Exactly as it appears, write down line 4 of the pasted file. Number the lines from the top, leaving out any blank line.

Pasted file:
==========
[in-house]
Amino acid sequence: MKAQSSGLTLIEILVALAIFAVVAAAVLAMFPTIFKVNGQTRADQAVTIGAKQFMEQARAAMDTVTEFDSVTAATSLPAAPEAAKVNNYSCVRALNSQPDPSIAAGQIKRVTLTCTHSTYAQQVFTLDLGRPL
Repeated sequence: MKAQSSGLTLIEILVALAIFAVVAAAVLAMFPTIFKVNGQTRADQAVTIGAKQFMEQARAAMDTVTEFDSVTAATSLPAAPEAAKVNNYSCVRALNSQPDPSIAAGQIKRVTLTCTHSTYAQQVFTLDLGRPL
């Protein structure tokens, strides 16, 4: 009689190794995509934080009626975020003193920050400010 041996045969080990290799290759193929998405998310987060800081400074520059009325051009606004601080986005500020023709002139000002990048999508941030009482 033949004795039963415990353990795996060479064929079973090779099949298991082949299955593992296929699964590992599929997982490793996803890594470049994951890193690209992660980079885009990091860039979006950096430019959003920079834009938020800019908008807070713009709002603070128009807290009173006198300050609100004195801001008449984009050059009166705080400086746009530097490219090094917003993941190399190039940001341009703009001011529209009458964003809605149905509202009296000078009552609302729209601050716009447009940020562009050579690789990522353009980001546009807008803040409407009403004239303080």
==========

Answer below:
């Protein structure tokens, strides 16, 4: 009689190794995509934080009626975020003193920050400010 041996045969080990290799290759193929998405998310987060800081400074520059009325051009606004601080986005500020023709002139000002990048999508941030009482 033949004795039963415990353990795996060479064929079973090779099949298991082949299955593992296929699964590992599929997982490793996803890594470049994951890193690209992660980079885009990091860039979006950096430019959003920079834009938020800019908008807070713009709002603070128009807290009173006198300050609100004195801001008449984009050059009166705080400086746009530097490219090094917003993941190399190039940001341009703009001011529209009458964003809605149905509202009296000078009552609302729209601050716009447009940020562009050579690789990522353009980001546009807008803040409407009403004239303080």